Jigsaw Puzzles as Writing Strategies

Pearl S. Buck Writing Center

By Anne K. Kaler

How can a jigsaw puzzle help you with your writing?

Let’s start with the metaphor of your writing as a boxed jigsaw puzzle.Anne Kaler Head Shot

You already have everything you need to complete the puzzle picture on the box because no puzzle maker would stay in business long if he left out some pieces. Those writing pieces are lodged securely in the storehouse of your brain, just waiting for your agile mind to activate them. So you already have all the pieces within your life experiences.

Just like the jigsaw puzzle box your mind contains all the “pieces” necessary to re-create “the picture on the box.”

But there’s the problem, isn’t it. After you open the box, spill the pieces out on the table, shuffle through them, just where do you start the re-creation process?

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Eight things booksellers would like self-published authors to know

Adidas Wilson

Self-published authors are sometimes ill-prepared or don’t know what to expect when they approach booksellers about selling their titles, signing events, policy, etc. To be successful in pitching their books to booksellers, self-published authors should have a sense of the resources available to booksellers, what is appealing to them, and how to approach them. Here are eight things booksellers would like self-published authors to know.

Making sure your title is available for bookstores to order is an important first step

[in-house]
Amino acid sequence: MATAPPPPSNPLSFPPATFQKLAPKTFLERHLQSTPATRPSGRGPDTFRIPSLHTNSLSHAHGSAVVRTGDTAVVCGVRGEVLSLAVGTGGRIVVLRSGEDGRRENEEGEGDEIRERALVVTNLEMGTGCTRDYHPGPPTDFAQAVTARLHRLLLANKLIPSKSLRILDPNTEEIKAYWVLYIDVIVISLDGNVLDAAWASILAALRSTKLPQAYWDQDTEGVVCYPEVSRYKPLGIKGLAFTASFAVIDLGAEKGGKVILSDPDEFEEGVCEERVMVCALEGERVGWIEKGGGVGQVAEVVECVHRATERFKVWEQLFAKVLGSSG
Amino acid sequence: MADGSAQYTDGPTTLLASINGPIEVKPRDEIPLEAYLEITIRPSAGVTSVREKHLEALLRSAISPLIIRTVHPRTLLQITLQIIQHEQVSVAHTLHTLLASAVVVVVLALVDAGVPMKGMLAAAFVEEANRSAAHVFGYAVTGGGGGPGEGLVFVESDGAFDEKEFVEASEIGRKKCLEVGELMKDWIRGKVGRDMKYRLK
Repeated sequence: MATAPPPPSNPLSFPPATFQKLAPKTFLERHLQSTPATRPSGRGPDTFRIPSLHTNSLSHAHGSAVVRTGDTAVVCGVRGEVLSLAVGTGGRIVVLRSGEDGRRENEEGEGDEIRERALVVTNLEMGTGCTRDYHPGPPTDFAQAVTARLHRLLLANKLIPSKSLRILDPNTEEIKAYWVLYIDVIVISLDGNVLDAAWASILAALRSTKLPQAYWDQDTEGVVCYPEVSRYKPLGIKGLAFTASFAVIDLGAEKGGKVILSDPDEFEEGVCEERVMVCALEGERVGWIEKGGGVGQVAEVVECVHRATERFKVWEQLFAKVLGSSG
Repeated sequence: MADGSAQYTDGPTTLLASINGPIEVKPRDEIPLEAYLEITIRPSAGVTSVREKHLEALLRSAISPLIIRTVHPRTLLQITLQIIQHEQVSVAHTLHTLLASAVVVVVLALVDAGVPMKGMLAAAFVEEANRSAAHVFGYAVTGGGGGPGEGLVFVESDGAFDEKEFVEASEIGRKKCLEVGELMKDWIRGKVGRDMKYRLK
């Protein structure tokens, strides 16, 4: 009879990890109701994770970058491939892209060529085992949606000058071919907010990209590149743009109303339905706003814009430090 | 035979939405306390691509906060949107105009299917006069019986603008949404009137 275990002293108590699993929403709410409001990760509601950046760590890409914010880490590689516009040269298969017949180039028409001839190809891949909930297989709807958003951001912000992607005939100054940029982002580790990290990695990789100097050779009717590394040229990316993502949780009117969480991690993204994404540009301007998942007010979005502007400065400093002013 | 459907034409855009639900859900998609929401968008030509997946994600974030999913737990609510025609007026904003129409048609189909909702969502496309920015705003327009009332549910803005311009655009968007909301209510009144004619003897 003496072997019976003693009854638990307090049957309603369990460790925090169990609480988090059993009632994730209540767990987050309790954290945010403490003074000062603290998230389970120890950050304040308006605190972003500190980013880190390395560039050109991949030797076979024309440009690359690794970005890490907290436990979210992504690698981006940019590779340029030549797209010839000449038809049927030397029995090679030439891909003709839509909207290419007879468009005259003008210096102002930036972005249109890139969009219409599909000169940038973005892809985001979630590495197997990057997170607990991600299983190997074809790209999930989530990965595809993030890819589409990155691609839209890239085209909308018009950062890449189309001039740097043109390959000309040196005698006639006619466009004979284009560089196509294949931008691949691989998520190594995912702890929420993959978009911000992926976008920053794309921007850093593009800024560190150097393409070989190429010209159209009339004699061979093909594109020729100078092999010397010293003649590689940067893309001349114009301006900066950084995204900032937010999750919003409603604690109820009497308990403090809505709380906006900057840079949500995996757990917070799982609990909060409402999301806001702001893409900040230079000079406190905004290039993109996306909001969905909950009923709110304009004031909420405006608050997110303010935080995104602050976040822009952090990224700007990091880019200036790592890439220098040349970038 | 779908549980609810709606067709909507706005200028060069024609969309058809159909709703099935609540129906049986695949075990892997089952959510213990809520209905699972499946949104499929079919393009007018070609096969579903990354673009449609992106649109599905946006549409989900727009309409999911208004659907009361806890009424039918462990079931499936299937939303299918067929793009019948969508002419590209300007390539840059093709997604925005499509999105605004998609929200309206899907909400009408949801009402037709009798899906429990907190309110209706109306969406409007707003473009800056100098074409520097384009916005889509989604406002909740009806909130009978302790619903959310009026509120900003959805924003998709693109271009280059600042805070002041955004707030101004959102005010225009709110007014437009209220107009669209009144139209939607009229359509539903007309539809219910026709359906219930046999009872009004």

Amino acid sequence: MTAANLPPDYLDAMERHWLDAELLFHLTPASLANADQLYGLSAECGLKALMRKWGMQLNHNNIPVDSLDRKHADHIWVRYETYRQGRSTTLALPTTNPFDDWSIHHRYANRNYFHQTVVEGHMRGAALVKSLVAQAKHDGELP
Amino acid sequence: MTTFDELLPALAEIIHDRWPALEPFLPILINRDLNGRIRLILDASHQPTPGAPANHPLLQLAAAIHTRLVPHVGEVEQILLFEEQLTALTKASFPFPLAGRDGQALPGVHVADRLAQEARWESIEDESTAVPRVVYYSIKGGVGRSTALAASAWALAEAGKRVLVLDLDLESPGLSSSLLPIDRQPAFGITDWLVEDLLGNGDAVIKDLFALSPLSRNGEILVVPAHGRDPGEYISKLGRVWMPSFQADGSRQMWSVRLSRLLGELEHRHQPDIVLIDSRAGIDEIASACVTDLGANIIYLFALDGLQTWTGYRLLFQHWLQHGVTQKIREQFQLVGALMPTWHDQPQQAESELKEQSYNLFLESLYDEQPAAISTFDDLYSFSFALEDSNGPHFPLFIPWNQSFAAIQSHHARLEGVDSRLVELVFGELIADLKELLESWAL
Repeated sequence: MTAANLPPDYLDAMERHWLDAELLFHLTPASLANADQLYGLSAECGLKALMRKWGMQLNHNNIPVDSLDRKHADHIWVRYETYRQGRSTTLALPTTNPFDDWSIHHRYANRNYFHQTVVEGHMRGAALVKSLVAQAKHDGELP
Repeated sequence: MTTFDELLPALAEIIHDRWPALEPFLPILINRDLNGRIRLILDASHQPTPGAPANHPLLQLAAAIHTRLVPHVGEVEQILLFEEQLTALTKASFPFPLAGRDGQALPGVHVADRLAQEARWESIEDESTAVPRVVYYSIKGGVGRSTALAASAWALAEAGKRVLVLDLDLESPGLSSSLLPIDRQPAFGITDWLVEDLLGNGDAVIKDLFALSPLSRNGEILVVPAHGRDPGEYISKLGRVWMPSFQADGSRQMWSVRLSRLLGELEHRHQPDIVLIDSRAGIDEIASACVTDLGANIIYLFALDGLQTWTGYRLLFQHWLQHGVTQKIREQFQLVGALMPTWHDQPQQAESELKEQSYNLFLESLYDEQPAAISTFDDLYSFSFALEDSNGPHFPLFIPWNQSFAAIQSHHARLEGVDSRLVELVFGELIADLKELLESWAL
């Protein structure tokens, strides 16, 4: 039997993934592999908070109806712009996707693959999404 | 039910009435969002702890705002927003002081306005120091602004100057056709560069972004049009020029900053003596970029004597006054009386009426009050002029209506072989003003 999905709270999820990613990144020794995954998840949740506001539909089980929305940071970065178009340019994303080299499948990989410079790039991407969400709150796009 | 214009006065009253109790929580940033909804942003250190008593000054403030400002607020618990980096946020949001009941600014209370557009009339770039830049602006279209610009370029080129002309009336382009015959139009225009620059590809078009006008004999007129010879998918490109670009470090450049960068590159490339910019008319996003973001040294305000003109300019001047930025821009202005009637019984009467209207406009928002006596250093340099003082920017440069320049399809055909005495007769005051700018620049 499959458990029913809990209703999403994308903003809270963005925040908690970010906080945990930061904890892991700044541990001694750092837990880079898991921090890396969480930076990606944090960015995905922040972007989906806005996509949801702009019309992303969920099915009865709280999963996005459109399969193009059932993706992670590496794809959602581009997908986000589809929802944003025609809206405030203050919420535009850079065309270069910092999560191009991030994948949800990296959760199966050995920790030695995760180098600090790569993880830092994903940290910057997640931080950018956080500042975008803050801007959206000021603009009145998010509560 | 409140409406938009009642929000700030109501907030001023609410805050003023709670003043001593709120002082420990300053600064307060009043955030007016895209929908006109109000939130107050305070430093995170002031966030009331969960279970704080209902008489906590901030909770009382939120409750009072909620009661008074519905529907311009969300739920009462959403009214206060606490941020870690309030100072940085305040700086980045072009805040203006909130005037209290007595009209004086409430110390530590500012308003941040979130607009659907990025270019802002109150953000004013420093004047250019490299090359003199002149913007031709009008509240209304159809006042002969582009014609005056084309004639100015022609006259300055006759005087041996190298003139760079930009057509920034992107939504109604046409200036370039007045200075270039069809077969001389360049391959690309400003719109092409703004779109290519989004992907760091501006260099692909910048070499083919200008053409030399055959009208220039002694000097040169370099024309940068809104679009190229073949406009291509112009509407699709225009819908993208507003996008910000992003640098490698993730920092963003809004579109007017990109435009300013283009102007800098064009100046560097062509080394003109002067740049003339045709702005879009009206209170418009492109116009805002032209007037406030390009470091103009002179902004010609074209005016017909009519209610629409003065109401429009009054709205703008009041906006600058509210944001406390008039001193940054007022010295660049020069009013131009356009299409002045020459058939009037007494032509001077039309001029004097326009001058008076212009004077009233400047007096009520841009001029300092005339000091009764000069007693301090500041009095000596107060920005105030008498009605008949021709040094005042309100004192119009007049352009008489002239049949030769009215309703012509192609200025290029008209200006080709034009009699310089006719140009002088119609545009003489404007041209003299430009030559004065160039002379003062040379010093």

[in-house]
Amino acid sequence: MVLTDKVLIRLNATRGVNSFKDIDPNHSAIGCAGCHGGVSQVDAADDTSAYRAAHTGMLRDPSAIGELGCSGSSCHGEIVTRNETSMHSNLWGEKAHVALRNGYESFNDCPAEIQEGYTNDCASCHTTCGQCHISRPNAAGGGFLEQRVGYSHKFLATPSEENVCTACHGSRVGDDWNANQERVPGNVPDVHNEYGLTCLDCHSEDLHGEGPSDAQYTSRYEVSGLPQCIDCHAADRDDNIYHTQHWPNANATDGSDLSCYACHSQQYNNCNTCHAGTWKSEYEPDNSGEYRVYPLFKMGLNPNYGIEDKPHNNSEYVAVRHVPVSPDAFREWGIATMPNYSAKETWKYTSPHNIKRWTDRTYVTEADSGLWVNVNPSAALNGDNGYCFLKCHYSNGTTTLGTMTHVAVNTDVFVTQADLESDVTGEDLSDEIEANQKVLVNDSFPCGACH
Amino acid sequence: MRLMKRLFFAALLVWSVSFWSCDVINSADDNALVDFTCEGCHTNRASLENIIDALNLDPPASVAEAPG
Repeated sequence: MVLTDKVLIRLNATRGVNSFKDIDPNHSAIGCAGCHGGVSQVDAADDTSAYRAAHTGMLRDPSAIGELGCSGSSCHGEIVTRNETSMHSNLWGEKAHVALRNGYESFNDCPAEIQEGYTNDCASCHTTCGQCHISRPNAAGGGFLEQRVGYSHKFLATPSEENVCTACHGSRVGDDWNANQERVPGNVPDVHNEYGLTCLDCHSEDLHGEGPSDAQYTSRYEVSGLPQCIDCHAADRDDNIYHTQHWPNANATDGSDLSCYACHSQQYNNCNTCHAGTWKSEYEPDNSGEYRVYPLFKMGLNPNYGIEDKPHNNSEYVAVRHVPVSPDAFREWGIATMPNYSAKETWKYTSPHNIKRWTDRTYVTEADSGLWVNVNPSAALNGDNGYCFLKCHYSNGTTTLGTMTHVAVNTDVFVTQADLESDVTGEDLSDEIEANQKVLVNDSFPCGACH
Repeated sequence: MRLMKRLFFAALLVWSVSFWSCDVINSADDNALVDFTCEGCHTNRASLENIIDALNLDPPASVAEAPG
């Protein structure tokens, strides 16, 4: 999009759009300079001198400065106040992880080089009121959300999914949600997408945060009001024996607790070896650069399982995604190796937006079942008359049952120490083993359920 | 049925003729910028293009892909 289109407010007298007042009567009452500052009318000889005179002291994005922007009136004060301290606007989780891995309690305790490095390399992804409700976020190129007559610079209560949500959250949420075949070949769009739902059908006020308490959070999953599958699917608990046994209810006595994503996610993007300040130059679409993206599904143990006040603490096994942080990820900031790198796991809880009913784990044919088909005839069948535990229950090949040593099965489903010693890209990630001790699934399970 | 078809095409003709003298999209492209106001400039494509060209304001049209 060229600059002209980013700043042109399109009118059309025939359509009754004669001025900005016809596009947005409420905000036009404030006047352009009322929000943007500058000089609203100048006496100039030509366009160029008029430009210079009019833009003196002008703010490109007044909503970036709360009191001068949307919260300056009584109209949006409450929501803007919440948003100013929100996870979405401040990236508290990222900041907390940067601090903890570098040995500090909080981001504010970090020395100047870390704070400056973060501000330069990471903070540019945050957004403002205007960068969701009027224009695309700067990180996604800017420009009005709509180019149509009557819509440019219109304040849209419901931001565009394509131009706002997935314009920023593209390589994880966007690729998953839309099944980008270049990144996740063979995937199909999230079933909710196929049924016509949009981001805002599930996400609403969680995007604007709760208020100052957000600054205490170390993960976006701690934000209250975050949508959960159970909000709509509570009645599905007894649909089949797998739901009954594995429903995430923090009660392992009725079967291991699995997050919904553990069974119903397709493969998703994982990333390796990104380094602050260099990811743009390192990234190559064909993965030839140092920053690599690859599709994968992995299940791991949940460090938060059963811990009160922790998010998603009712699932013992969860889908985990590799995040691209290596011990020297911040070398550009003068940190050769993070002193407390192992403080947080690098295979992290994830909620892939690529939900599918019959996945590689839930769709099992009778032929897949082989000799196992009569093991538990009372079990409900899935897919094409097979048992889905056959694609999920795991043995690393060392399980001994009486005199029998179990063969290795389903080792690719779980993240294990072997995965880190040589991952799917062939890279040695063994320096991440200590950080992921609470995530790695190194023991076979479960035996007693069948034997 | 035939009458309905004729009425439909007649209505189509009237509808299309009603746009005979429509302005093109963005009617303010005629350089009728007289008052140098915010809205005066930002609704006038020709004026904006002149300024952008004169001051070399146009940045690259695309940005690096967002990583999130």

Bookstores don’t have access to all titles, and corporate stores like Barnes and Noble can’t sell your title unless it’s in its system and available from one of its distributors. Independent bookstores are much more likely to accept copies you bring from home, but each one is different, so it’s important to do some preliminary research. The more available your book is, the easier it will be to make sales.

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What Watching This Year’s Best Picture Nominees Has Taught Me About Storytelling

Novelty Revisions

I’m not the best movie watcher. On average, I probably watch about five movies every year, two or three in theaters at the most. I tend to stick to movies with hype, movies adapted from books I’ve read. I stay in a film-viewing comfort zone. At least I always have, until this year.

As I’m writing this, I have seen all but three of the movies nominated for an Academy Award for Best Picture. That means I’ve seen more movies already in 2017 than I usually watch in a year – and that’s not counting movies I’ve seen that are up for other awards.

Why have I suddenly set out on this journey to show up to the Oscars more prepared than usual? I like award shows, for one thing, and I like being able to cast my own vote, so to speak. If something wins an award, I want…

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​Shadows on the Wall: Binge Eating Disorder & Early Childhood Trauma

Readers Handbook

I gripped the neck of the green Coca-Cola bottle hidden beneath the folds of my ragged skirt. Not much protection, but all I had. The five of us Dulin Kids sat like statues on the worn brown sofa and stared at the butcher knife Dad held at Mom’s throat…